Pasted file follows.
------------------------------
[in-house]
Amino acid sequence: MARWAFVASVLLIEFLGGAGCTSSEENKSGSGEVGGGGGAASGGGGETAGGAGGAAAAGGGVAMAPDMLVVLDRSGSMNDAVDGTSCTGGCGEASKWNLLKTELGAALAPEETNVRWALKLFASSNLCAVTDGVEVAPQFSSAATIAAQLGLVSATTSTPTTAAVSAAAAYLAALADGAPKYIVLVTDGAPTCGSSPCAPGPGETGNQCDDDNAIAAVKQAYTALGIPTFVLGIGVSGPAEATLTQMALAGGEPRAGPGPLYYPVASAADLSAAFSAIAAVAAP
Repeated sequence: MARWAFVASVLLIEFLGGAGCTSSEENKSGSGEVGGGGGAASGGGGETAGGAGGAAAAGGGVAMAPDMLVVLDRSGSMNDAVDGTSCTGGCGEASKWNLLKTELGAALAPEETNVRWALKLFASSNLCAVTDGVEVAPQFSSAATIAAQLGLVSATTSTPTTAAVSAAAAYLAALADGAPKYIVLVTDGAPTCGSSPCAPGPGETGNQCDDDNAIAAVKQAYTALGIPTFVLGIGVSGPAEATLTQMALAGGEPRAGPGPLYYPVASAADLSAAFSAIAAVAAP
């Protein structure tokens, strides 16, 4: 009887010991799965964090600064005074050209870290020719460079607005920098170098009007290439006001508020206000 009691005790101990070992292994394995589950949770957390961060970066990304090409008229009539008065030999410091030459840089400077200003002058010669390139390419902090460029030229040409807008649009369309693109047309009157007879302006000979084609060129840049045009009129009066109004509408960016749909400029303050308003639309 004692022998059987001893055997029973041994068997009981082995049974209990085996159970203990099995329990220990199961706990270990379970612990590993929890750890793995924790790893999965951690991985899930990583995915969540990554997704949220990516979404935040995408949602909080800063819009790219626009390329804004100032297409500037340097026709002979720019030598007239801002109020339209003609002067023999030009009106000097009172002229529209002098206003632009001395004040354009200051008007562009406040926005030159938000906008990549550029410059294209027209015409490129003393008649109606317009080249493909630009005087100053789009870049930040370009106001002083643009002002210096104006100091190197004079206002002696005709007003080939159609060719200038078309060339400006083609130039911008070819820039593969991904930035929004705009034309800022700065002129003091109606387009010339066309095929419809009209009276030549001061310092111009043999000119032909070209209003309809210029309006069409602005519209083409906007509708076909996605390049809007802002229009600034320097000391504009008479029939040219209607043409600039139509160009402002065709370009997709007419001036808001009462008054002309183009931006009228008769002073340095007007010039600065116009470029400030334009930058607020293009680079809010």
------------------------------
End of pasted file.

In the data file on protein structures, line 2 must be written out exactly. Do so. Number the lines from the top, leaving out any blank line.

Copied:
Amino acid sequence: MARWAFVASVLLIEFLGGAGCTSSEENKSGSGEVGGGGGAASGGGGETAGGAGGAAAAGGGVAMAPDMLVVLDRSGSMNDAVDGTSCTGGCGEASKWNLLKTELGAALAPEETNVRWALKLFASSNLCAVTDGVEVAPQFSSAATIAAQLGLVSATTSTPTTAAVSAAAAYLAALADGAPKYIVLVTDGAPTCGSSPCAPGPGETGNQCDDDNAIAAVKQAYTALGIPTFVLGIGVSGPAEATLTQMALAGGEPRAGPGPLYYPVASAADLSAAFSAIAAVAAP